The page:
Today we are talking to Kalisa Ndamage, a South African AFSer who went on a year programme to the USA in 2014-2015. He will soon be returning to the USA, having been awarded a full scholarship to study Chemical Engineering by Columbia University in New York.
When did you first hear about AFS and what was your first involvement with AFS?
In grade 8 I listened attentively, mesmerised by every word coming out of her mouth as a recent YES Alumni at the time, Caroline Brits, told me all about her experience. She told me what AFS was about, why the organisation has exchange programmes and how important AFS’s mission is. That evening I attended the chapter meeting at my high school and began engaging with the organisation.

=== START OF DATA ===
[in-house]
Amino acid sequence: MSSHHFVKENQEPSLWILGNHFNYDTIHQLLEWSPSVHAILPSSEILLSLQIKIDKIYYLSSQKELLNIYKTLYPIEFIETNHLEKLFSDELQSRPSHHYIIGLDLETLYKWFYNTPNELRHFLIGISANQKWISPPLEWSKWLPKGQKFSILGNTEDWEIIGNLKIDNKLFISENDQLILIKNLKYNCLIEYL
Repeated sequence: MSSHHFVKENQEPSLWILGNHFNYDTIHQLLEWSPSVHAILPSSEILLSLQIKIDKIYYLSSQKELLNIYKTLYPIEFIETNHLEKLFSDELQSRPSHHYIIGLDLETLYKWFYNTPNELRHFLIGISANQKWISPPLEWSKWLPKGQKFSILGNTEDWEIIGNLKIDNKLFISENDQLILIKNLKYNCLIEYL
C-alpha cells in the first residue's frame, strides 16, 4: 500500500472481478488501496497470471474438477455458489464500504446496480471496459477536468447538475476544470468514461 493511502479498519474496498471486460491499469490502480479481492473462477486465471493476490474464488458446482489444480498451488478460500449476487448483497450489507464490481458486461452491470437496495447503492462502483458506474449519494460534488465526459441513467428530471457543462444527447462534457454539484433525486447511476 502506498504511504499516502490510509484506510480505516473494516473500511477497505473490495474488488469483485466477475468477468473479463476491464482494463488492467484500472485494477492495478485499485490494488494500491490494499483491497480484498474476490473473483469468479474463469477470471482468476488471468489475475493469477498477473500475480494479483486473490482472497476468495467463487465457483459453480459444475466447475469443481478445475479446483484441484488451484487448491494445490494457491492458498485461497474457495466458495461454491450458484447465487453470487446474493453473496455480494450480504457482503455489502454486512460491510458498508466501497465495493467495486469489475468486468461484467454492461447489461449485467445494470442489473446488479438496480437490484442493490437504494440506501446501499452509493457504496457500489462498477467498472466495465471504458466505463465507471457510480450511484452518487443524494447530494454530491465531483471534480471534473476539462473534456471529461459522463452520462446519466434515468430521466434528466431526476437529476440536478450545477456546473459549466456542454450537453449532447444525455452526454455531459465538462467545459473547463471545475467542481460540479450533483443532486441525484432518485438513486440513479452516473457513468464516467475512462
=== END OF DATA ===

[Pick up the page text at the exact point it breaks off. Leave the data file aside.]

What made you apply for the Kennedy-Lugar Youth Exchange and Study (KL YES) Programme?
Having attended my AFS chapter meetings for quite some time, I decided to apply for the opportunity to share my culture with the rest of the world while learning about other cultures in the process. I saw it as an opportunity to grow as an individual and become more of a global citizen as I formed life-long relationships across nations.
Please share some of your most lasting memories of being an exchange student in the USA.
I remember riding back from the rather urbanised capital city of Iowa, Des Moines, to the rural American town, Audubon. The contrast between the two places was so dramatic, as all I saw was cornfields with a few small towns scattered on the way to my host town. I didn’t think I would survive; I already planned my escape and the opening chapter of the book based on it. However, within a few hours I realised that my host family was great and I would have a great time.